Laurie Pendelakis discussed her career as a school teacher and administrator for 30 years while pointing flaws in our educational system. She addressed the problem of tenure as districts cannot fire poor teachers and why the system fosters medicoracy by giving both good & incompetent teachers the same raises. She discussed the fact that while teachers in a particular school district may receive a 3% raise, they may receive a 4% step increase with a total of 14 possible step increases with varying gradations A, B, C, D. She disagreed with Assemblyman Lavine regarding federal spending on education and made it clear that increased spending does not necessarily mean higher test scores. She then cited explicit examples and called for more accountability.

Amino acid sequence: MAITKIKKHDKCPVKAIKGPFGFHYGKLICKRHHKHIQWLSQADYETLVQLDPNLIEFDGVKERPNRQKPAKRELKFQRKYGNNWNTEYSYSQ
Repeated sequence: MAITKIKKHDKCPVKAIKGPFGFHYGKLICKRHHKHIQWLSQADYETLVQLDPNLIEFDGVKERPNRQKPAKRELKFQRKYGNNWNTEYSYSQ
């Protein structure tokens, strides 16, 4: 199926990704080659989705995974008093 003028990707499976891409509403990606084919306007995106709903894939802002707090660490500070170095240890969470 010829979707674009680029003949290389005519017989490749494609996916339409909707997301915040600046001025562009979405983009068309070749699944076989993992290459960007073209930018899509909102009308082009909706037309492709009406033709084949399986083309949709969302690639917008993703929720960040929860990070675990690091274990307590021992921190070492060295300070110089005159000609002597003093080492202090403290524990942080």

Frank Russo addressed the need for reform. He criticized the requirement that allows school districts two budget votes when the voters vote down a school budget and called for a change in state law that would allow one budget vote. He addressed austerity budgets which he felt still allow sufficient budgetary increases and should no longer be referred to as austerity budgets. He then discussed changing the day of voting for school board members (excluding school budgets) from May to November on separate voting machines. He also called for reform of the Wicks law that requires different parts of capital improvements be bid separately instead of using one contractor.